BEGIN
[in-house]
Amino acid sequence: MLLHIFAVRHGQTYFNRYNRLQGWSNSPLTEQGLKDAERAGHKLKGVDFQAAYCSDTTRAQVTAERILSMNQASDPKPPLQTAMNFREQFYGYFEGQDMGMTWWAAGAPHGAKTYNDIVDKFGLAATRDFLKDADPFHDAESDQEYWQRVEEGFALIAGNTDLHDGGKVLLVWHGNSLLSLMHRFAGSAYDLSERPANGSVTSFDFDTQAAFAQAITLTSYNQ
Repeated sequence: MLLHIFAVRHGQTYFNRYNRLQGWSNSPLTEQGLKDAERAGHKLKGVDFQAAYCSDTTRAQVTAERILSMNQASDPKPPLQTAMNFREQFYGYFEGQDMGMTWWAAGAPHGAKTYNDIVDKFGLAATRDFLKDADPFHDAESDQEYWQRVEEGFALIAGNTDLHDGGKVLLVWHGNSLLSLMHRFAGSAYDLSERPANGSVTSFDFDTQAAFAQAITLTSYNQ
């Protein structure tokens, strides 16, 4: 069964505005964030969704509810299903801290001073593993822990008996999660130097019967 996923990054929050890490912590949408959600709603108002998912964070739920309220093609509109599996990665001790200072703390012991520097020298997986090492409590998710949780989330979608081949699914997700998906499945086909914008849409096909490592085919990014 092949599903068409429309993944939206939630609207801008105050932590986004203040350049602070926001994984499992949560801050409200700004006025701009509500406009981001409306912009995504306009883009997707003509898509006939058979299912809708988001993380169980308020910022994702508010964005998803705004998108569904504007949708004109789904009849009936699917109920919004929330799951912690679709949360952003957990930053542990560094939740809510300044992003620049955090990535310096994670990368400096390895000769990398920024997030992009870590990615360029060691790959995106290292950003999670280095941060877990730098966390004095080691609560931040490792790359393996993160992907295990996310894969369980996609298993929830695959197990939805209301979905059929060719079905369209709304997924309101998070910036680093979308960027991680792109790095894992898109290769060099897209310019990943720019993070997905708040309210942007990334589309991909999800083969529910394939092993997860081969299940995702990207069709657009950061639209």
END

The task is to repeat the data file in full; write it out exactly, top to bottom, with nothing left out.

[in-house]
Amino acid sequence: MLLHIFAVRHGQTYFNRYNRLQGWSNSPLTEQGLKDAERAGHKLKGVDFQAAYCSDTTRAQVTAERILSMNQASDPKPPLQTAMNFREQFYGYFEGQDMGMTWWAAGAPHGAKTYNDIVDKFGLAATRDFLKDADPFHDAESDQEYWQRVEEGFALIAGNTDLHDGGKVLLVWHGNSLLSLMHRFAGSAYDLSERPANGSVTSFDFDTQAAFAQAITLTSYNQ
Repeated sequence: MLLHIFAVRHGQTYFNRYNRLQGWSNSPLTEQGLKDAERAGHKLKGVDFQAAYCSDTTRAQVTAERILSMNQASDPKPPLQTAMNFREQFYGYFEGQDMGMTWWAAGAPHGAKTYNDIVDKFGLAATRDFLKDADPFHDAESDQEYWQRVEEGFALIAGNTDLHDGGKVLLVWHGNSLLSLMHRFAGSAYDLSERPANGSVTSFDFDTQAAFAQAITLTSYNQ
């Protein structure tokens, strides 16, 4: 069964505005964030969704509810299903801290001073593993822990008996999660130097019967 996923990054929050890490912590949408959600709603108002998912964070739920309220093609509109599996990665001790200072703390012991520097020298997986090492409590998710949780989330979608081949699914997700998906499945086909914008849409096909490592085919990014 092949599903068409429309993944939206939630609207801008105050932590986004203040350049602070926001994984499992949560801050409200700004006025701009509500406009981001409306912009995504306009883009997707003509898509006939058979299912809708988001993380169980308020910022994702508010964005998803705004998108569904504007949708004109789904009849009936699917109920919004929330799951912690679709949360952003957990930053542990560094939740809510300044992003620049955090990535310096994670990368400096390895000769990398920024997030992009870590990615360029060691790959995106290292950003999670280095941060877990730098966390004095080691609560931040490792790359393996993160992907295990996310894969369980996609298993929830695959197990939805209301979905059929060719079905369209709304997924309101998070910036680093979308960027991680792109790095894992898109290769060099897209310019990943720019993070997905708040309210942007990334589309991909999800083969529910394939092993997860081969299940995702990207069709657009950061639209």